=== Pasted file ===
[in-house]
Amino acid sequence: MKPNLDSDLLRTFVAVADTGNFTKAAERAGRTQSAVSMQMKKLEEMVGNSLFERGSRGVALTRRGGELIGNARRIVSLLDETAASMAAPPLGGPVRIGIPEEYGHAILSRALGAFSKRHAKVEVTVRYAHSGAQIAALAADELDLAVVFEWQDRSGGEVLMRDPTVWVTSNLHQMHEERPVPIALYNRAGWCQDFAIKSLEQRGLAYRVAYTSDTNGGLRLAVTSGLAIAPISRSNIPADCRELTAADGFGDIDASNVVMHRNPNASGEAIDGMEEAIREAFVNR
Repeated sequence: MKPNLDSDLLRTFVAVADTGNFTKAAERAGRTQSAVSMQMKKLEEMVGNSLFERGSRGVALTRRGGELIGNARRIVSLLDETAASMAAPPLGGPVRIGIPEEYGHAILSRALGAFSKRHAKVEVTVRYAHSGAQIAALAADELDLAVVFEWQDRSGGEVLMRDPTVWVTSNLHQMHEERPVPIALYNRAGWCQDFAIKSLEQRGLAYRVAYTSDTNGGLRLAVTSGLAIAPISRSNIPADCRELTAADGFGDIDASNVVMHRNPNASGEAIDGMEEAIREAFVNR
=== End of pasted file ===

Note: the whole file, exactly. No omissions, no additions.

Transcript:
[in-house]
Amino acid sequence: MKPNLDSDLLRTFVAVADTGNFTKAAERAGRTQSAVSMQMKKLEEMVGNSLFERGSRGVALTRRGGELIGNARRIVSLLDETAASMAAPPLGGPVRIGIPEEYGHAILSRALGAFSKRHAKVEVTVRYAHSGAQIAALAADELDLAVVFEWQDRSGGEVLMRDPTVWVTSNLHQMHEERPVPIALYNRAGWCQDFAIKSLEQRGLAYRVAYTSDTNGGLRLAVTSGLAIAPISRSNIPADCRELTAADGFGDIDASNVVMHRNPNASGEAIDGMEEAIREAFVNR
Repeated sequence: MKPNLDSDLLRTFVAVADTGNFTKAAERAGRTQSAVSMQMKKLEEMVGNSLFERGSRGVALTRRGGELIGNARRIVSLLDETAASMAAPPLGGPVRIGIPEEYGHAILSRALGAFSKRHAKVEVTVRYAHSGAQIAALAADELDLAVVFEWQDRSGGEVLMRDPTVWVTSNLHQMHEERPVPIALYNRAGWCQDFAIKSLEQRGLAYRVAYTSDTNGGLRLAVTSGLAIAPISRSNIPADCRELTAADGFGDIDASNVVMHRNPNASGEAIDGMEEAIREAFVNR